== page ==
Soldiers Keep Dying in Vehicle Accidents. The Army Blames Not Wearing Seat Belts and Complacency.

Off-road humvee driving exam at Joint Base McGuire-Dix Lakehurst.
U.S Army soldier participates in an off-road humvee driving exam at Joint Base McGuire-Dix Lakehurst, Fort Dix, NJ, June 19, 2019. (U.S. Army photo by Pv2, Onglique Fox)

As the post-9/11 years wind down with combat fatalities dipping to levels not previously seen this millennium, a top killer of American soldiers on duty is now vehicle accidents. The Army says all fatalities in recent years have occurred when soldiers weren't wearing seat belts or other restraints.

Last year, nine soldiers died in ground vehicle mishaps, according to a report from the service. Those numbers were slightly down from recent years, but that is likely due to lighter training schedules amid the pandemic.

Army investigators have attributed some of the accidents to sleep deprivation and soldiers not being adequately trained on tactical vehicles. One emerging issue the Army is investigating is an influx of new soldiers without civilian driving experience.

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Brig. Gen. Andrew Hilmes, the service's top safety officer, is retiring in June after three years of analyzing deadly incidents. He said there is still room for improvement on how the Army keeps its soldiers safe, but is confident in current safety measures, placing the blame for many vehicle mishaps on complacency.

It's during routine driving or low-risk training events that soldiers are dying.

"What's disappointing is we have a good risk management process, and leaders know how to apply it because we aren't having incidents in [risky] situations,'' Hilmes, an armor officer, told during an interview May 11. "Why does no one get hurt or killed during those events? Because everyone is engaged."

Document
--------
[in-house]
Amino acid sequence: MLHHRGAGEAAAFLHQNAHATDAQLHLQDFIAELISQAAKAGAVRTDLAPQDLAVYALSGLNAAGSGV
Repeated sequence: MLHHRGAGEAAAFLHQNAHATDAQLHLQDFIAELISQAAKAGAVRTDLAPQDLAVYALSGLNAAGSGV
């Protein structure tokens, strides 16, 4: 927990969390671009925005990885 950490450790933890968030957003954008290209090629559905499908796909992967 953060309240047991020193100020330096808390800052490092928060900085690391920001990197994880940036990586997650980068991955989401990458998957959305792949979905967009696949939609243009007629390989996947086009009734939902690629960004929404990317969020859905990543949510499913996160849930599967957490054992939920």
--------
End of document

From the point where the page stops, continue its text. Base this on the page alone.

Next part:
Soldiers will often maneuver vehicles under stressful conditions, at night during a training event with weapons firing or on a tricky off-road driving course, Hilmes said. But during those dangerous events, soldiers and their leaders are usually cognizant of the hazards and make extra efforts to stay safe.

A recent string of accidents has put vehicle safety in the spotlight for the service. In April, the Army saw two back-to-back fatal incidents that killed two and injured five others.

Spc. Luis Herrera died after he was ejected from a Humvee when it overturned during a training event at Fort Bragg, North Carolina, on April 28, according to a preliminary Army incident report. Three other soldiers were also ejected from the vehicle. Herrera was an infantryman assigned to Raider Company, 2nd Battalion, 501st Parachute Infantry Regiment, 1st Brigade Combat Team, 82nd Airborne Division.

On April 25, Pfc. Joseph Marquez died while driving an M1083 MTV truck in a small convoy down a hill and losing control of the vehicle, resulting in it rolling several times, according to an early report from the Army. Two other soldiers were injured. That rollover occurred at 5:40 a.m., and it is unclear whether sleep deprivation played a role, another key factor in military vehicle incidents.

But in those and all fatal incidents in recent years, soldiers simply weren't wearing restraints.

"In both instances, those two were ejected from the vehicle. If you're wearing a seat belt, that isn't going to happen," Hilmes said. "We have not had a tactical vehicle accident where a restraint wasn't available in four years."

There are numerous Army safety courses, many of which boil down to PowerPoint presentations or mandatory online classes, often scoffed at by the rank and file.

Those mandatory, usually annual, online courses and presentations are part of a large Rolodex of other classroom-style trainings that are often dismissed by troops as tedious as they interrupt typical duty days. In many cases with those courses, soldiers can just click through and can easily look up answers to quizzes online.

Instead, Hilmes said the key is company-level leaders making sure soldiers are using their restraints and that they're properly trained on the vehicles.

"Units need to enforce discipline and standards and wear your seatbelts," Sergeant Major of the Army Michael Grinston, the service's top enlisted leader, told on May 11.

-- Steve Beynon can be reached at Follow him on Twitter @StevenBeynon.

Related: The Top Killer of Soldiers, Army Vehicle Deaths Are Tied to Poor Training, Though Numbers Down

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